How do field experiments work? They begin  with a hypothesis, one that is strongly grounded in theory. Field experiments go on to prove or dismiss that hypotheses after filtering out all the noise. The most prominent noise is that of self selection. For example, to assess whether giving a sewing machine or an equivalent cash amount will improve income of a poor household, one cannot base that on volunteers. People who opt for sewing machines may inherently have better stitching skills than those who do not; hence, comparing the outcomes of the two groups are misplaced. How does one solve the problem then?

Economists have been known to adopt skills from other disciplines and tailor them to their needs. The idea about answering the counterfactual stems from medical trials. To test the effect of a new drug, one must observe a patient with and without the drug. Medical trials split the population into two random groups—the treatment group that receives the drug, and the control group that receives a placebo. The outcome is now comparable across the two groups. This is what lies at the heart of Randomized Controlled Trials (RCTs). However, although well established in medical literature, replication of RCTs in economics is not straightforward.

RCTs, when applied to economic problems, create new problems given that these interventions are to be monitored for at least a year. Going back to our sewing machine example, while the weavers are now earning more, they may not be the best marketers for their products. Others in the village who did not receive a sewing machine may now take up the task of marketing; suddenly, both groups have benefitted, thus ruling out any income differences between the two groups. Would we then infer that having a sewing machine has no incremental benefits over not having one?

Furthermore, when such an intervention is known to outsiders, financial institutions may now decide to give loans for the individuals to start making pickles. Suddenly, the weavers have stopped weaving and everyone is now involved in anther economic activity—a possibility that has contaminated the study. Fortunately, the contribution to the literature by the three address many of these problems either by smart designing or by complex analysis. Such field experiments are now not only tractable, it is gradually becoming the yardstick to measure policy effectiveness.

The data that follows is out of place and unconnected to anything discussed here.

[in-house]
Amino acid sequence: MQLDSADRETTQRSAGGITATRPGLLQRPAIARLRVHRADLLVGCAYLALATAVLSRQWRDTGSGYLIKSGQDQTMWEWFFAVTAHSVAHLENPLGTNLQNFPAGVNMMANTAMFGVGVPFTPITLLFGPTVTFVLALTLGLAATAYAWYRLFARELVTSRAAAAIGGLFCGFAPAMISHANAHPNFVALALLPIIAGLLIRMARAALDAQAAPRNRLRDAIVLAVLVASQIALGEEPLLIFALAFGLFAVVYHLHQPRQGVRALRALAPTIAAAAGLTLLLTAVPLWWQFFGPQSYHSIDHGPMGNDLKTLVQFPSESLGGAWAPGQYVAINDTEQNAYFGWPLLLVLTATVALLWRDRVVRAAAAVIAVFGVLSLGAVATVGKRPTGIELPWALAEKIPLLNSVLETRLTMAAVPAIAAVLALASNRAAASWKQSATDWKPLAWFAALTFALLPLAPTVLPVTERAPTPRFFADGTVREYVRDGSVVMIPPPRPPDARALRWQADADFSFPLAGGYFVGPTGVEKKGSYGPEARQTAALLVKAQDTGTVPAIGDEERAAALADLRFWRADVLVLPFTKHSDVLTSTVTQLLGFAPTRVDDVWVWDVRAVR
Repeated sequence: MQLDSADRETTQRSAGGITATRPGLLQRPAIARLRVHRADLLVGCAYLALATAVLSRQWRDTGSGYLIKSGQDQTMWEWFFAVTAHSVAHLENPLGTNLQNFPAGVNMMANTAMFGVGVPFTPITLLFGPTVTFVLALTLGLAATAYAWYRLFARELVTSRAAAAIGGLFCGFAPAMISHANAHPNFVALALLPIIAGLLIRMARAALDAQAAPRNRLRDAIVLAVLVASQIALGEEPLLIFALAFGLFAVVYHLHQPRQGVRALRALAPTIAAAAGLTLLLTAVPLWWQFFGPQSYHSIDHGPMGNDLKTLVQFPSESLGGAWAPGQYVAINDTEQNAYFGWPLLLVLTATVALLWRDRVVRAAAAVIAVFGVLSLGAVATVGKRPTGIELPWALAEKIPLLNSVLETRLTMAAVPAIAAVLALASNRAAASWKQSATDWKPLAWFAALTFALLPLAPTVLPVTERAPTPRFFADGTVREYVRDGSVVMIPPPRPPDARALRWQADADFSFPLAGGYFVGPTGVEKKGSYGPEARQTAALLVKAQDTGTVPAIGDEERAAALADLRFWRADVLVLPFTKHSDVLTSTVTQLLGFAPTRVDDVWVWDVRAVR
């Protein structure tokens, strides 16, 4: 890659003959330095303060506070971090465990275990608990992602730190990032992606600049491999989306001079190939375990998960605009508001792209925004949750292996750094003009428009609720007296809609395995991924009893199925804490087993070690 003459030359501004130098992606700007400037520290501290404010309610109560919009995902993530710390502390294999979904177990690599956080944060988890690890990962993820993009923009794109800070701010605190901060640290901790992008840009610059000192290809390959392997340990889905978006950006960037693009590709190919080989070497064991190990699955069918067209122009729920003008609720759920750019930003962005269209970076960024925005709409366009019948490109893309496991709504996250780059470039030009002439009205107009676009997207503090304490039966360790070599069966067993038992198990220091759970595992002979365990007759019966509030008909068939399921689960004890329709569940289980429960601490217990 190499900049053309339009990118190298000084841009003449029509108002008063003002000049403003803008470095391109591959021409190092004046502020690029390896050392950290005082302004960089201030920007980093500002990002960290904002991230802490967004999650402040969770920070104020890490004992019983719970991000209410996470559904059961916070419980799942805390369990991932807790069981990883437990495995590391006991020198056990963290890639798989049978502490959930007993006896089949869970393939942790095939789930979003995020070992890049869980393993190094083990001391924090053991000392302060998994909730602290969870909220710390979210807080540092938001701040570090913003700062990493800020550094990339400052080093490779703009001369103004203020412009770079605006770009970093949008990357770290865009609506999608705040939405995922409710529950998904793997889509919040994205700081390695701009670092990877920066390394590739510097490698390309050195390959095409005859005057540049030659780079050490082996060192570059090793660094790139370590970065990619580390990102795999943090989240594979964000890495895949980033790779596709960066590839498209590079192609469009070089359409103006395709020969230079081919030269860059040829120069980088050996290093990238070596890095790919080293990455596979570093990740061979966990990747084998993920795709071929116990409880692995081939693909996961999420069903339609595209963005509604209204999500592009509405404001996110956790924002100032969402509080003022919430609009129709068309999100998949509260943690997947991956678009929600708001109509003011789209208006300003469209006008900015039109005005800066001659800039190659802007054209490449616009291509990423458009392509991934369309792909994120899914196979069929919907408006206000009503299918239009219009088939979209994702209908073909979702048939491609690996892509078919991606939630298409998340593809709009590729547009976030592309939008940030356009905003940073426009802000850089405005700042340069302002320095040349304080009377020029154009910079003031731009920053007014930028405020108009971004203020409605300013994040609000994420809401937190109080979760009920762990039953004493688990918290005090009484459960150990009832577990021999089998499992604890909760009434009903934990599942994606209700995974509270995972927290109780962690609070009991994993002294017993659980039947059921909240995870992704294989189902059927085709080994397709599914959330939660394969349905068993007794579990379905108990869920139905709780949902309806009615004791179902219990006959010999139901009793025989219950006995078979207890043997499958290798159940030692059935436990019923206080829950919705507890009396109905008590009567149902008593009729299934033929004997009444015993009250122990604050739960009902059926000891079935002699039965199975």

How does this benefit India? Apart from Banerjee and Duflo, both working on various field experiments in India, covering issues related to education, health, financial inclusion and others, these experiments allow us to perform a crucial function—evidence based policy making. In India, cutting across governments, too many schemes are being announced. However, there has been virtually no attempt to evaluate how effective they have been. As a result, defunct schemes with very few beneficiaries clog the system. We learn very little about what to tweak to get better outcomes and what to discard. Simply put, ours has been a case of failed experiments—the time has come to look seriously at the alternative-field experiments.

Bappaditya Mukhopadhyay, Professor, Great Lakes Institute of Management, Gurgaon.